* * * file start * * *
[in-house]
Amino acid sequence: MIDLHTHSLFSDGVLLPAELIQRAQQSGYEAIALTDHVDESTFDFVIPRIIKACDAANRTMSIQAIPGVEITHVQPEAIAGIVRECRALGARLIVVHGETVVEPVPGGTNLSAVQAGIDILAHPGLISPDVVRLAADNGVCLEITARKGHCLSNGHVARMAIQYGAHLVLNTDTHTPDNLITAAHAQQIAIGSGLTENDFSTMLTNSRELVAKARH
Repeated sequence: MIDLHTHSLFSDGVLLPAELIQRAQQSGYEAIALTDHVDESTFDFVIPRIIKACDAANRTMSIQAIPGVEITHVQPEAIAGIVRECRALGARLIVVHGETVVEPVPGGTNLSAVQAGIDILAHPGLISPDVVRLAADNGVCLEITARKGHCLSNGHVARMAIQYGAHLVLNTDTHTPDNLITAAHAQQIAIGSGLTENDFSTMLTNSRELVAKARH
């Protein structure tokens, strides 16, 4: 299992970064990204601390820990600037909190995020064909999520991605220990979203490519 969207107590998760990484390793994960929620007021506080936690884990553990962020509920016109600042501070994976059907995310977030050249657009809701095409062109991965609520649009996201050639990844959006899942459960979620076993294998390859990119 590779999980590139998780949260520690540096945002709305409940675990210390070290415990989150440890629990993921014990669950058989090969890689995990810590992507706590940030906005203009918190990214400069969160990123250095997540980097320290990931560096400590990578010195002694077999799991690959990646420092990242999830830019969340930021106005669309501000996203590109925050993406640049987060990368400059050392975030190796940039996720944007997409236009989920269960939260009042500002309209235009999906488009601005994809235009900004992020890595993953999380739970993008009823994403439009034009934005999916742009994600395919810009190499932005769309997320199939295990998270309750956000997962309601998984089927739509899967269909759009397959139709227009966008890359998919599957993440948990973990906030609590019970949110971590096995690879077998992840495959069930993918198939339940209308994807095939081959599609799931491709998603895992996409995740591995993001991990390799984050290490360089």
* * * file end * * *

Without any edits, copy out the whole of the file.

[in-house]
Amino acid sequence: MIDLHTHSLFSDGVLLPAELIQRAQQSGYEAIALTDHVDESTFDFVIPRIIKACDAANRTMSIQAIPGVEITHVQPEAIAGIVRECRALGARLIVVHGETVVEPVPGGTNLSAVQAGIDILAHPGLISPDVVRLAADNGVCLEITARKGHCLSNGHVARMAIQYGAHLVLNTDTHTPDNLITAAHAQQIAIGSGLTENDFSTMLTNSRELVAKARH
Repeated sequence: MIDLHTHSLFSDGVLLPAELIQRAQQSGYEAIALTDHVDESTFDFVIPRIIKACDAANRTMSIQAIPGVEITHVQPEAIAGIVRECRALGARLIVVHGETVVEPVPGGTNLSAVQAGIDILAHPGLISPDVVRLAADNGVCLEITARKGHCLSNGHVARMAIQYGAHLVLNTDTHTPDNLITAAHAQQIAIGSGLTENDFSTMLTNSRELVAKARH
């Protein structure tokens, strides 16, 4: 299992970064990204601390820990600037909190995020064909999520991605220990979203490519 969207107590998760990484390793994960929620007021506080936690884990553990962020509920016109600042501070994976059907995310977030050249657009809701095409062109991965609520649009996201050639990844959006899942459960979620076993294998390859990119 590779999980590139998780949260520690540096945002709305409940675990210390070290415990989150440890629990993921014990669950058989090969890689995990810590992507706590940030906005203009918190990214400069969160990123250095997540980097320290990931560096400590990578010195002694077999799991690959990646420092990242999830830019969340930021106005669309501000996203590109925050993406640049987060990368400059050392975030190796940039996720944007997409236009989920269960939260009042500002309209235009999906488009601005994809235009900004992020890595993953999380739970993008009823994403439009034009934005999916742009994600395919810009190499932005769309997320199939295990998270309750956000997962309601998984089927739509899967269909759009397959139709227009966008890359998919599957993440948990973990906030609590019970949110971590096995690879077998992840495959069930993918198939339940209308994807095939081959599609799931491709998603895992996409995740591995993001991990390799984050290490360089």